The leaders of Afghanistan, Pakistan and Turkey have held trilateral talks in Istanbul before a major conference in the Turkish city to discuss regional security and co-operation.
Hamid Karzai, the Afghan president, and Asif Ali Zardari, his Pakistani counterpart, were hosted by the Turkish president, Abdullah Gul, at the Ottoman-era Ciragan Palace overlooking the Bosphorus on Tuesday.
The leaders discussed deteriorating relations amid a surge in deadly attacks in Afghanistan, sources said.
US and Afghan officials have blamed Pakistan's military intelligence agency, ISI, for supporting the Haqqani network, a faction of the Taliban that apparently carried out the recent targeted attacks, an allegation that Pakistan has vehemently denied.
Karzai, speaking at a press conference after the meeting, ruled out resuming peace talks with the Taliban that have been suspended since the assassination of his chief negotiator.
"We cannot keep talking to suicide bombers, therefore we have stopped talking about talking to the Taliban until we have an address for the Taliban ... until that day we have said we will be talking to our brothers in Pakistan to find a solution to the problem that we have," he said.
"We have been hurt badly, our desire for peace has been either misunderstood or misused and we have learnt a lesson from the manner in which we pursued the peace process," Karzai said.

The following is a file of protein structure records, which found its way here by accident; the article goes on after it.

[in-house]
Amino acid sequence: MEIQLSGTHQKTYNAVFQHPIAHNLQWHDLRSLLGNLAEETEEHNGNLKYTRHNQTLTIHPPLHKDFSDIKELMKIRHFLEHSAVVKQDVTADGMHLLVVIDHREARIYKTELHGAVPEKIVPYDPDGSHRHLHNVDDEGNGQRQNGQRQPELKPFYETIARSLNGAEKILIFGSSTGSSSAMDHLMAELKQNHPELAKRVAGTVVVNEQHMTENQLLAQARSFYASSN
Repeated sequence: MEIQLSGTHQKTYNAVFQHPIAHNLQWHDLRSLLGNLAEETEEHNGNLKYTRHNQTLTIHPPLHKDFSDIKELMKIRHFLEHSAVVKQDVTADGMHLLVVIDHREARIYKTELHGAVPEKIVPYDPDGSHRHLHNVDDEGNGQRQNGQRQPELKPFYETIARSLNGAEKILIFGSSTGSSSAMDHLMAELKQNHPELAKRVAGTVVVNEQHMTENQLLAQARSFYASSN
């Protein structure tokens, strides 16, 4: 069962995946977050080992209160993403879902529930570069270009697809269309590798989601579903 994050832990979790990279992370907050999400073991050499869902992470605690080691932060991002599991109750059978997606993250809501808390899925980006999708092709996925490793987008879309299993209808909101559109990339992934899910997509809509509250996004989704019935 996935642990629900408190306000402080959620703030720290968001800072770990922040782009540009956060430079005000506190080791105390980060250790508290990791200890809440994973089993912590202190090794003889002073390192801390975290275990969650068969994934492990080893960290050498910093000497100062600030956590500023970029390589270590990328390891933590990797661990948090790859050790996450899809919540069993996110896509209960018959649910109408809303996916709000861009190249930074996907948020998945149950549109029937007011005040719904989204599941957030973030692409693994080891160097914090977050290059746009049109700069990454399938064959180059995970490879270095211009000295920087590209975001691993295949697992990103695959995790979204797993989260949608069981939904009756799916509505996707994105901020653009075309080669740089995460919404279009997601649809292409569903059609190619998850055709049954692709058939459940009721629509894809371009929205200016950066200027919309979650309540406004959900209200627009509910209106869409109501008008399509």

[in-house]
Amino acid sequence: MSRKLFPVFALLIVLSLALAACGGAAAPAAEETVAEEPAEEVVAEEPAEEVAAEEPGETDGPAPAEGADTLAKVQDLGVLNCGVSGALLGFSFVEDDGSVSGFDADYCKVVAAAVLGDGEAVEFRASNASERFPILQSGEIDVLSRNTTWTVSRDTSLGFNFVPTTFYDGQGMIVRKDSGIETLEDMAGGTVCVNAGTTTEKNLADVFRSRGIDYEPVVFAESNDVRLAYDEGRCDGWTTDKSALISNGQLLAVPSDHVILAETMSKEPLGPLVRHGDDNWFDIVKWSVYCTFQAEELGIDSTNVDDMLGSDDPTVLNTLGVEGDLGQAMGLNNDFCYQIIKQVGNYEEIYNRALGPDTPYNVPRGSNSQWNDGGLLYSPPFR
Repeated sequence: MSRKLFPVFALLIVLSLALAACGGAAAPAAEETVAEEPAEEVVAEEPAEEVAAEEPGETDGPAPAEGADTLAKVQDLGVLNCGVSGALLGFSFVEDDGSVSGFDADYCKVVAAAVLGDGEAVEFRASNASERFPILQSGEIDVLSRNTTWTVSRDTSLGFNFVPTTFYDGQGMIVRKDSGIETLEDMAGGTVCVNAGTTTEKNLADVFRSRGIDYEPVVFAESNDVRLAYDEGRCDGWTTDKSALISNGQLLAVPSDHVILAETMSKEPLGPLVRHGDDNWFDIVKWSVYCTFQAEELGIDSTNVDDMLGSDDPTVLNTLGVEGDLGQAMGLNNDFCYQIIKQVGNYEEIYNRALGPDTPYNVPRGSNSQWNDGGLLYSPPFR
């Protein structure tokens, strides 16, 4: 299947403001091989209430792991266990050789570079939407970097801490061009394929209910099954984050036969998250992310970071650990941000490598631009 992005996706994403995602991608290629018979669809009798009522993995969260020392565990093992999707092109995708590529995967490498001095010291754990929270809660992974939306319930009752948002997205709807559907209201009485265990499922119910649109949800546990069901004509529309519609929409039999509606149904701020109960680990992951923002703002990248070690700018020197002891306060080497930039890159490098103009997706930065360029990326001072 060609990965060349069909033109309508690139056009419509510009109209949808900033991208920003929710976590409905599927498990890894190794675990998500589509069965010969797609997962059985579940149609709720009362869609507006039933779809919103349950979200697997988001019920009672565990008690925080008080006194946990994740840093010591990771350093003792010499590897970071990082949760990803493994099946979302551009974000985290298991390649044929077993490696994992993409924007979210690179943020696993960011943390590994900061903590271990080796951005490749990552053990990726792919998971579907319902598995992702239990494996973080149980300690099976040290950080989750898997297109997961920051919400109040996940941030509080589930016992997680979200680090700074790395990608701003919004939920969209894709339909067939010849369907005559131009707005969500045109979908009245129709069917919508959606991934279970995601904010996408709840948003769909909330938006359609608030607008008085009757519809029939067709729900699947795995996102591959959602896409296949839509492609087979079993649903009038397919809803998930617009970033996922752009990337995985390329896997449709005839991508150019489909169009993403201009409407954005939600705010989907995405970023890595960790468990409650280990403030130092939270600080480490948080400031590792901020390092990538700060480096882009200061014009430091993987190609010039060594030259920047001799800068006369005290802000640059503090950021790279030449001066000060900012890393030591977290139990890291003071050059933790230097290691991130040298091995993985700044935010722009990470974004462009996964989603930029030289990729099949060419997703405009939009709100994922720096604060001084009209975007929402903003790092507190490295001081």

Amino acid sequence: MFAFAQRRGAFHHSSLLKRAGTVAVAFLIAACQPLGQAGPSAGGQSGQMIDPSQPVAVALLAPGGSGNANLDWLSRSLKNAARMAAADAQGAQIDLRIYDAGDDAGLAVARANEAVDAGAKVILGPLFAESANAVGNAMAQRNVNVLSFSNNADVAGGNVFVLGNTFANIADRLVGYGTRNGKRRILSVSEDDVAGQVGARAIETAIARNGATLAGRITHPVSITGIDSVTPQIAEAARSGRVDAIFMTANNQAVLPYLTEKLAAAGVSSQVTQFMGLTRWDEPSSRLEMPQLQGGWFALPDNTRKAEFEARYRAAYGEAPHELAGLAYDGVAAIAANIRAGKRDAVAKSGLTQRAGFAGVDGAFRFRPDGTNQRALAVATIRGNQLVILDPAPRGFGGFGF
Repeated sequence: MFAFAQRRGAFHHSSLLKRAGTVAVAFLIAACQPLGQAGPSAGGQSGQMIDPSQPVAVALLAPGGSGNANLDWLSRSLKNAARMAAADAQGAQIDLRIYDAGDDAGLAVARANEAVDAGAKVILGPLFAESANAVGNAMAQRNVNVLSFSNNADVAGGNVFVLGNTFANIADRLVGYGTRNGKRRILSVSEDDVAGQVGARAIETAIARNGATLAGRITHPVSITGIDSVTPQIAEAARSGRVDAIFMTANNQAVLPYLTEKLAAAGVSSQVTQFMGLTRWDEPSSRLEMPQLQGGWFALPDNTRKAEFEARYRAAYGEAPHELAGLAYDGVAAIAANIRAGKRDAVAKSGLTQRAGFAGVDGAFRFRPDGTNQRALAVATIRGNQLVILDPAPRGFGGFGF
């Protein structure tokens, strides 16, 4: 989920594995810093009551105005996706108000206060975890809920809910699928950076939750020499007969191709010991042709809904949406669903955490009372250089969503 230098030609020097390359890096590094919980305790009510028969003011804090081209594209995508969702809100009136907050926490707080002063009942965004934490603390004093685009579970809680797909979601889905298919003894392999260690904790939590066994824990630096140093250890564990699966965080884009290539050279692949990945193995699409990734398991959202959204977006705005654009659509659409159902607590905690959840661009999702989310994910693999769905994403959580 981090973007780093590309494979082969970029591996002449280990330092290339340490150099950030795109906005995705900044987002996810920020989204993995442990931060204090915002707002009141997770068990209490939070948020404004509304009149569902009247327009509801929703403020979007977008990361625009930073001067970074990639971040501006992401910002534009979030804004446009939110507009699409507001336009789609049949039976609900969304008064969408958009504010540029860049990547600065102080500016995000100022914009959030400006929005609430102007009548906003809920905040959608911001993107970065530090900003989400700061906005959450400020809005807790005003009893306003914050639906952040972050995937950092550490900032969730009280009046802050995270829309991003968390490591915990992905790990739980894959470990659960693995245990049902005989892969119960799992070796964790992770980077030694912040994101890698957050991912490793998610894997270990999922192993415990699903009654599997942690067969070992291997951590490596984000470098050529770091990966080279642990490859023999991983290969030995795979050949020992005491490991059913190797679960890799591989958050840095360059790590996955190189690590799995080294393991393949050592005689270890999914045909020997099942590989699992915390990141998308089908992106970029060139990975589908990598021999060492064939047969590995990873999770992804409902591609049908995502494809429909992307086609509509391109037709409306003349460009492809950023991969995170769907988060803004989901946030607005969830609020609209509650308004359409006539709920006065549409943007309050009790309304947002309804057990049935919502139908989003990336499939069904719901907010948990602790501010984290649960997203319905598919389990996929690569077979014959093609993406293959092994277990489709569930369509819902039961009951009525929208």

The international conference in Istanbul on Wednesday is aimed at charting a path to regional stability and co-operation beyond the US withdrawal date of 2014.
Fourteen regional countries, including China, India, Iran, Russia, Saudi Arabia and Turkey, are expected to take part in the meeting, titled Security and Co-operation in the Heart of Asia.
Germany, France and other Western countries with troops deployed in Afghanistan were expected to send envoys to show their support.
Hillary Clinton, the US secretary of state, was scheduled to attend the meeting, but cancelled at the last minute because of her mother's illness.
In the lead-up to the conference, Afghan officials have highlighted the country's security needs, hoping to gain further support from crucial regional as well as international players.
Along with the $5bn annual cost, Afghan military officials are asking for help in ground and technology training.
Additionaly, Afghanistan will also be asking for greater pressure on Pakistan to go after the sanctuaries of armed groups on its territory.